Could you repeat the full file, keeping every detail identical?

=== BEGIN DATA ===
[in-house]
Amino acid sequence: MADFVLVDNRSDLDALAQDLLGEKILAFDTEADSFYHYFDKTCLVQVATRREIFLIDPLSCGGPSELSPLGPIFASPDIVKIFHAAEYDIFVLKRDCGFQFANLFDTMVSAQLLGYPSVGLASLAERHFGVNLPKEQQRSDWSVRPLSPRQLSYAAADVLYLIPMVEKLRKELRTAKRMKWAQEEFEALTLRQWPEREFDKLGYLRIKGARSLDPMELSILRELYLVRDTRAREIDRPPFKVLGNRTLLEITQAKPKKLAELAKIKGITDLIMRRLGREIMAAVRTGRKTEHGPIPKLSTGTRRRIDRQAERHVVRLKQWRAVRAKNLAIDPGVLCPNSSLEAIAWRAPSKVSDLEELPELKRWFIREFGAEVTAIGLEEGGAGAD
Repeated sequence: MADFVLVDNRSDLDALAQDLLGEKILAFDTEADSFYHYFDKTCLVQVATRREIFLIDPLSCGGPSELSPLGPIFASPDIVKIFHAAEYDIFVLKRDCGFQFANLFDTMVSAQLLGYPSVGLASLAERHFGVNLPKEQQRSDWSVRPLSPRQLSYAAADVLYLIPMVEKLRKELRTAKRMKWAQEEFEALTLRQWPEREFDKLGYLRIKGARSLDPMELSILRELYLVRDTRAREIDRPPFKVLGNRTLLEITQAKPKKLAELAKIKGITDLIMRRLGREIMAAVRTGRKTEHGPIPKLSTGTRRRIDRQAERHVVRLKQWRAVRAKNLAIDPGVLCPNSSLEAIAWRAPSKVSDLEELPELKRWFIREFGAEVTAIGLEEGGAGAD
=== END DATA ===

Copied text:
[in-house]
Amino acid sequence: MADFVLVDNRSDLDALAQDLLGEKILAFDTEADSFYHYFDKTCLVQVATRREIFLIDPLSCGGPSELSPLGPIFASPDIVKIFHAAEYDIFVLKRDCGFQFANLFDTMVSAQLLGYPSVGLASLAERHFGVNLPKEQQRSDWSVRPLSPRQLSYAAADVLYLIPMVEKLRKELRTAKRMKWAQEEFEALTLRQWPEREFDKLGYLRIKGARSLDPMELSILRELYLVRDTRAREIDRPPFKVLGNRTLLEITQAKPKKLAELAKIKGITDLIMRRLGREIMAAVRTGRKTEHGPIPKLSTGTRRRIDRQAERHVVRLKQWRAVRAKNLAIDPGVLCPNSSLEAIAWRAPSKVSDLEELPELKRWFIREFGAEVTAIGLEEGGAGAD
Repeated sequence: MADFVLVDNRSDLDALAQDLLGEKILAFDTEADSFYHYFDKTCLVQVATRREIFLIDPLSCGGPSELSPLGPIFASPDIVKIFHAAEYDIFVLKRDCGFQFANLFDTMVSAQLLGYPSVGLASLAERHFGVNLPKEQQRSDWSVRPLSPRQLSYAAADVLYLIPMVEKLRKELRTAKRMKWAQEEFEALTLRQWPEREFDKLGYLRIKGARSLDPMELSILRELYLVRDTRAREIDRPPFKVLGNRTLLEITQAKPKKLAELAKIKGITDLIMRRLGREIMAAVRTGRKTEHGPIPKLSTGTRRRIDRQAERHVVRLKQWRAVRAKNLAIDPGVLCPNSSLEAIAWRAPSKVSDLEELPELKRWFIREFGAEVTAIGLEEGGAGAD